Venezuela Cracks Down on Crypto Mining to Address Energy Crisis

Venezuela Cracks Down on Crypto Mining to Address Energy Crisis

Venezuela has become the latest nation to ban cryptocurrency mining firms, citing the heavy energy consumption associated with their operations. According to local news outlet AlbertoNews, the Ministry of Electric Power plans to disconnect crypto-mining companies from the national power grid, Sistema Electrico Nacional (SEN), in a bid to control excess energy use and ensure a consistent power supply for residents.

The National Association of Cryptocurrencies confirmed the ban on May 18 via a post on X (formerly Twitter). This move follows the recent seizure of 2,000 cryptocurrency mining devices in Maracay as part of a larger anti-corruption drive.

The Ministry of Electric Power highlighted the need to provide efficient and stable electrical services by addressing the significant stress that energy-intensive mining firms place on the national grid. Officials argue that these restrictions are crucial for stabilizing the country’s power supply, which has experienced severe fluctuations over the past decade.

Venezuela has faced an ongoing power crisis since 2009, with conditions worsening significantly in 2019 due to massive blackouts that left many towns and cities without power for over a week. These frequent outages have severely disrupted daily life and economic activities.

Cryptocurrency mining is known for its high electricity demands. Consequently, countries like China and Kazakhstan have imposed strict regulations or outright bans on the activity to preserve their power grids, leading to the centralization of mining operations in fewer locations.

The Venezuelan government’s crackdown on cryptocurrency mining is reportedly part of a broader anti-corruption campaign, which has already resulted in the arrest of several high-ranking officials. Joselit Ramírez, the former head of the National Superintendency of Cryptoassets, is a central figure in the ongoing corruption investigations.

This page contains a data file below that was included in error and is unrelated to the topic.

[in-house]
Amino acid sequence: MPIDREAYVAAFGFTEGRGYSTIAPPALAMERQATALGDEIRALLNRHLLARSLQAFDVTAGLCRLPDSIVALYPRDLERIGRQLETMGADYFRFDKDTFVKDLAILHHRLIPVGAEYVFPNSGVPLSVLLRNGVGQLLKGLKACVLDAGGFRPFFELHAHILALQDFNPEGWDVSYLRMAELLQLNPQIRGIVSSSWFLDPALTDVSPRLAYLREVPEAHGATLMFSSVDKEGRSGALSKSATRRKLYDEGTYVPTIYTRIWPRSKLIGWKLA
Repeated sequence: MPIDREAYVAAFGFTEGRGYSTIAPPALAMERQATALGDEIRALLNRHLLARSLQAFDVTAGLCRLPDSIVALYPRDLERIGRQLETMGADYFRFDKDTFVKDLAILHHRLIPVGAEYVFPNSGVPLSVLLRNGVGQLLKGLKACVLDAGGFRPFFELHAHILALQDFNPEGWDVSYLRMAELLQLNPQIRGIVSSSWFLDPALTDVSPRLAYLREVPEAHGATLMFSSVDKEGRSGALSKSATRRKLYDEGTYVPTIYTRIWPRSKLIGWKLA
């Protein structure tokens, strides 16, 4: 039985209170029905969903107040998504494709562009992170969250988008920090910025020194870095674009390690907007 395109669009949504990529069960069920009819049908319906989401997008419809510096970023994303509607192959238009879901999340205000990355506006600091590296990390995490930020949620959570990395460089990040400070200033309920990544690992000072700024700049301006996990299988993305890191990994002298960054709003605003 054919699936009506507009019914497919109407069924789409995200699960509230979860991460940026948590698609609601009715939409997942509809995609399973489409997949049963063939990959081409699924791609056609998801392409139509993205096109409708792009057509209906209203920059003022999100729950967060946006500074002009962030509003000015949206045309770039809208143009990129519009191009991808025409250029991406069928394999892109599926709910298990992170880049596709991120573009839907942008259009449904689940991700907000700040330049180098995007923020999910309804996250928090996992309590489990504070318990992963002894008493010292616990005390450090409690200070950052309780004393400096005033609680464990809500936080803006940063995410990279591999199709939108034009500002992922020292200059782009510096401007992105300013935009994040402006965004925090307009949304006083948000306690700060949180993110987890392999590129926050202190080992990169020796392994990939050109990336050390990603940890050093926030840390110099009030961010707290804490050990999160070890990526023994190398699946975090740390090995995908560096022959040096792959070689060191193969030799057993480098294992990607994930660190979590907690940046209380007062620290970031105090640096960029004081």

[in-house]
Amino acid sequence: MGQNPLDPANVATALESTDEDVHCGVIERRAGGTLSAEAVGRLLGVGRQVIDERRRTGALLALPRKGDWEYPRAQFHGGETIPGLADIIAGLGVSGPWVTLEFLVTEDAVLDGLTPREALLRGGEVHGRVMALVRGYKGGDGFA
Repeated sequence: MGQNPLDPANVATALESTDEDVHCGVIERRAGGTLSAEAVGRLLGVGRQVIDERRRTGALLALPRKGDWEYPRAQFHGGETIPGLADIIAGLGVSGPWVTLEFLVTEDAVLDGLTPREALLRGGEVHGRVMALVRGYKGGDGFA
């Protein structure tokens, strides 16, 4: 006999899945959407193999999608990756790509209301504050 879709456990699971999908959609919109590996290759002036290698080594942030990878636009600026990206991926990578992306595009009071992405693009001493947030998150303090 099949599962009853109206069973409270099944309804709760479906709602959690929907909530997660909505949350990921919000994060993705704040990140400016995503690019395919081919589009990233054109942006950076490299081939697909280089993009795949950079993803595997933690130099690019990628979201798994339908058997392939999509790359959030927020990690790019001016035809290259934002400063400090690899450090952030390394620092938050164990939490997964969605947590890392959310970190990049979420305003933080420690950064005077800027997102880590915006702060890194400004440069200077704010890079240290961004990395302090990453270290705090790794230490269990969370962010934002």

Rafael Lacava, governor of Carabobo state, emphasized the importance of public cooperation in identifying illegal mining operations. He encouraged citizens to report any unlawful activities, stating: “If you, a neighbor, see a house that you know, tell that person to turn off the farm, or if not, report it, because when they take away the electricity you have to give light to a man so that he can earn a few reais (money), you are left without electricity.”

Experts, as reported by AlbertoNews, attribute the energy crisis to poor maintenance and inadequate investment in the power grid. However, the government blames sabotage and has pledged to modernize the state-controlled power network.

This recent ban is not Venezuela’s first action against crypto mining. In September, authorities seized Bitcoin mining machines from a gang-controlled prison, deploying over 11,000 soldiers in the raid. Additionally, in March, regulators suspended Bitcoin mining operations following investigations into a corruption scheme involving cryptocurrency wallets used to divert funds from the state-run oil company, Petróleos de Venezuela SA (PDVSA).

As Venezuela continues to grapple with its energy crisis, the government’s stringent measures against crypto mining highlight the complex challenges of balancing technological advancement with essential infrastructure needs.

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